Skip to main content
Premium Trial:

Request an Annual Quote

Genomes in the Open

Daniel MacArthur and the others over at Genomes Unzipped unveiled the next step in the site's evolution: making the genetic data of all the bloggers there publicly available. The group has developed a genome browser based on JBrowse for all to look through. MacArthur writes that over the coming weeks, the bloggers' data will be posted and they will be sharing their experiences with being tested and what they've found out. "We hope that our experiences and those of other early disclosers will provide valuable lessons for those who follow," MacArthur says.

At his blog, John Hawks wonders what the uptake of personal genomics will be, leading Razib Khan at Gene Expression to look at the social good of personal genome testing. "When only a few people have been genotyped your understanding of population-wide variation is still spotty," he says. "But as you increase your coverage you get a better sense of the variance within the population ... but soon enough you enter the phase of diminishing returns."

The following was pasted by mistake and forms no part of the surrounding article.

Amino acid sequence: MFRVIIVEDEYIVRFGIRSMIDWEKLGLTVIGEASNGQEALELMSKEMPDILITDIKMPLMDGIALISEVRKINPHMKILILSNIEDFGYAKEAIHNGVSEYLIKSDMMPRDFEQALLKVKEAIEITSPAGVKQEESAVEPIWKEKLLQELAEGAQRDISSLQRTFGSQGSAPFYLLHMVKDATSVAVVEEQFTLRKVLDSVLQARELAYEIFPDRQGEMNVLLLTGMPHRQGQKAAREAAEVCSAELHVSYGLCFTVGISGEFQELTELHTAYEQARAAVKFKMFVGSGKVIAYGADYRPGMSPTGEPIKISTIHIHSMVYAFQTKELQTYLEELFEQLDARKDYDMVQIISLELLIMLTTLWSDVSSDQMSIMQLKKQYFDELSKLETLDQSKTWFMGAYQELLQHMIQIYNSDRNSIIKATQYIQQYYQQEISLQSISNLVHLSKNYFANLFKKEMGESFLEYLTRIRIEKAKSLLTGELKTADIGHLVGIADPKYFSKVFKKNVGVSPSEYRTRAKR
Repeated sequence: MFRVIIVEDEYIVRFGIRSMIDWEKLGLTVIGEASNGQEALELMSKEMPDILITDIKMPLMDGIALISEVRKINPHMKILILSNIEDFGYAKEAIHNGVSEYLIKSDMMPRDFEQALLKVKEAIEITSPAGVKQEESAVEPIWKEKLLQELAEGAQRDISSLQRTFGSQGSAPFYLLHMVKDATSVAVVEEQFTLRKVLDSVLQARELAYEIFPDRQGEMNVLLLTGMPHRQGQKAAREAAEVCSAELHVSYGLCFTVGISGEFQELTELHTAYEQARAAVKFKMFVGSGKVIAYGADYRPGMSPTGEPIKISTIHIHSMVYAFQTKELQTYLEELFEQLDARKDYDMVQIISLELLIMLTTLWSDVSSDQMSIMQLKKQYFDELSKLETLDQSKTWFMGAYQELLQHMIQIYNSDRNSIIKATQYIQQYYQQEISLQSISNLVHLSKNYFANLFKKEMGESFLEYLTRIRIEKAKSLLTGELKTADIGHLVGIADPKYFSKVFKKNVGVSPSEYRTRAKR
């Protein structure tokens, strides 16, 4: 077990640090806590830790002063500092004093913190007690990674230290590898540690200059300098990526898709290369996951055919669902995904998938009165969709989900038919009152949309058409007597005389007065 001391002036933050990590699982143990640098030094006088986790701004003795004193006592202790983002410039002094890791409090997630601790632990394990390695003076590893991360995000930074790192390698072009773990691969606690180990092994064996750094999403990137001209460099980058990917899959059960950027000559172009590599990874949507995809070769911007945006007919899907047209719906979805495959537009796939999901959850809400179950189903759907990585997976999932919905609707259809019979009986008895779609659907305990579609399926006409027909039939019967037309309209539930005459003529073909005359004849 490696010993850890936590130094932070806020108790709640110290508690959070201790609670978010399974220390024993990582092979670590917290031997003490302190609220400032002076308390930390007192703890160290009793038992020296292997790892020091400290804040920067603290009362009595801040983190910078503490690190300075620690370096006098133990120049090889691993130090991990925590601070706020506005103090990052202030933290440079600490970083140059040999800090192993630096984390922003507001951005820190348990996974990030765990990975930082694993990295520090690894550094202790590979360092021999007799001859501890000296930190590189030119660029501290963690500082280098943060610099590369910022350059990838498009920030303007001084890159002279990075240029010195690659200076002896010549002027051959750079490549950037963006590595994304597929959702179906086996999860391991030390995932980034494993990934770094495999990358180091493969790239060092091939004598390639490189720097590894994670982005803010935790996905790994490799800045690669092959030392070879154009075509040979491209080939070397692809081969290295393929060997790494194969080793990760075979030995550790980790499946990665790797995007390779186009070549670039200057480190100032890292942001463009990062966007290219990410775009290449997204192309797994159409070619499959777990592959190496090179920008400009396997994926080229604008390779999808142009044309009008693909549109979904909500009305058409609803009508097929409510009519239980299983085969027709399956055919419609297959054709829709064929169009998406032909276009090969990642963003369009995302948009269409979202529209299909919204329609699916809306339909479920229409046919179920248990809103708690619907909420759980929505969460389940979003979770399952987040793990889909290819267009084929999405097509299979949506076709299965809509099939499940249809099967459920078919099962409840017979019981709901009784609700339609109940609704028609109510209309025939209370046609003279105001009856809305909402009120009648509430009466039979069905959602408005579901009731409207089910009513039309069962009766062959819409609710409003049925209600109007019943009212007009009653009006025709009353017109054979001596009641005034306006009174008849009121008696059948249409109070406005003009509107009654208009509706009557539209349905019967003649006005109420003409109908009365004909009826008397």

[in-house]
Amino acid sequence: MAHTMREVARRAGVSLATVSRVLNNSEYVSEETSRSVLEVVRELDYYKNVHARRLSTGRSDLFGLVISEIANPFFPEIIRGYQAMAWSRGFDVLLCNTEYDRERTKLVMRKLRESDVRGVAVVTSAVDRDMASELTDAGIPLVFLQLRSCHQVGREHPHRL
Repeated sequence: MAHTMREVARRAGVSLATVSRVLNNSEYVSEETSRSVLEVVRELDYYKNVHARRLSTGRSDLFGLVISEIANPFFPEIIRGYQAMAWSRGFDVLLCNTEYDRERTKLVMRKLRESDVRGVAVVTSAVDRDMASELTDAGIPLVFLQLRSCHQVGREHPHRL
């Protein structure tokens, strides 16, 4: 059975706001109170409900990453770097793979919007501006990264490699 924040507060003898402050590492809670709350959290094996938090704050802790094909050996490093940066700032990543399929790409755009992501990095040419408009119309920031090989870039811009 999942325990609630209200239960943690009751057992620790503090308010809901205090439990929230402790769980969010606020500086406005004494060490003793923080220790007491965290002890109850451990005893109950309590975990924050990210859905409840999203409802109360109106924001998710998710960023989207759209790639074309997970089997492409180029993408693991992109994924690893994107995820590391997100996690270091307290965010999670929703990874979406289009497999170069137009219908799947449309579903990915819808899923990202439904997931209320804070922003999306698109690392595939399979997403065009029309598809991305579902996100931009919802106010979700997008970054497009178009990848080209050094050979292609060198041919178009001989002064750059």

The Scan

Study Finds Few FDA Post-Market Regulatory Actions Backed by Research, Public Assessments

A Yale University-led team examines in The BMJ safety signals from the US FDA Adverse Event Reporting System and whether they led to regulatory action.

Duke University Team Develops Programmable RNA Tool for Cell Editing

Researchers have developed an RNA-based editing tool that can target specific cells, as they describe in Nature.

Novel Gene Editing Approach for Treating Cystic Fibrosis

Researchers in Science Advances report on their development of a non-nuclease-based gene editing approach they hope to apply to treat cystic fibrosis.

Study Tracks Responses in Patients Pursuing Polygenic Risk Score Profiling

Using interviews, researchers in the European Journal of Human Genetics qualitatively assess individuals' motivations for, and experiences with, direct-to-consumer polygenic risk score testing.